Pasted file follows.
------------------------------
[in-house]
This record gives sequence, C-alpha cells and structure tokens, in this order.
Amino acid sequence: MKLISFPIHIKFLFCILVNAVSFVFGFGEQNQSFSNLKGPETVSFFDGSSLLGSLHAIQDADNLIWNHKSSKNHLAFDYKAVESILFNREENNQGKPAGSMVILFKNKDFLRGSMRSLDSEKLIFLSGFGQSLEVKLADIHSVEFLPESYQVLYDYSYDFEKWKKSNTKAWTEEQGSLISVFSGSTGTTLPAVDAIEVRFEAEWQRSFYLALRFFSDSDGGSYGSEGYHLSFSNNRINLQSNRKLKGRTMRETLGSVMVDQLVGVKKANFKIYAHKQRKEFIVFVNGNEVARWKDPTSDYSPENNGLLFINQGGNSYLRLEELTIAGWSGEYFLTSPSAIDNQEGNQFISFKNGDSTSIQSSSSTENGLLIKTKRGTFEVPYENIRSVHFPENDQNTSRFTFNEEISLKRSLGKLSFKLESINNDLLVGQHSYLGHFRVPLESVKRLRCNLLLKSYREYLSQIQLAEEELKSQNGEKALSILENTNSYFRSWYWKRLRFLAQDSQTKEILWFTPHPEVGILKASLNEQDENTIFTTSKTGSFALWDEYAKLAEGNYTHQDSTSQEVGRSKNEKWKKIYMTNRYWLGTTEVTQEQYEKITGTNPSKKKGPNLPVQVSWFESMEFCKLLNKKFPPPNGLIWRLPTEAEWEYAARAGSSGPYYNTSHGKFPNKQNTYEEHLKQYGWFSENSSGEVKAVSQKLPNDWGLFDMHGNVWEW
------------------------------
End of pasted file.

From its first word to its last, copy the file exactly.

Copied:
[in-house]
This record gives sequence, C-alpha cells and structure tokens, in this order.
Amino acid sequence: MKLISFPIHIKFLFCILVNAVSFVFGFGEQNQSFSNLKGPETVSFFDGSSLLGSLHAIQDADNLIWNHKSSKNHLAFDYKAVESILFNREENNQGKPAGSMVILFKNKDFLRGSMRSLDSEKLIFLSGFGQSLEVKLADIHSVEFLPESYQVLYDYSYDFEKWKKSNTKAWTEEQGSLISVFSGSTGTTLPAVDAIEVRFEAEWQRSFYLALRFFSDSDGGSYGSEGYHLSFSNNRINLQSNRKLKGRTMRETLGSVMVDQLVGVKKANFKIYAHKQRKEFIVFVNGNEVARWKDPTSDYSPENNGLLFINQGGNSYLRLEELTIAGWSGEYFLTSPSAIDNQEGNQFISFKNGDSTSIQSSSSTENGLLIKTKRGTFEVPYENIRSVHFPENDQNTSRFTFNEEISLKRSLGKLSFKLESINNDLLVGQHSYLGHFRVPLESVKRLRCNLLLKSYREYLSQIQLAEEELKSQNGEKALSILENTNSYFRSWYWKRLRFLAQDSQTKEILWFTPHPEVGILKASLNEQDENTIFTTSKTGSFALWDEYAKLAEGNYTHQDSTSQEVGRSKNEKWKKIYMTNRYWLGTTEVTQEQYEKITGTNPSKKKGPNLPVQVSWFESMEFCKLLNKKFPPPNGLIWRLPTEAEWEYAARAGSSGPYYNTSHGKFPNKQNTYEEHLKQYGWFSENSSGEVKAVSQKLPNDWGLFDMHGNVWEW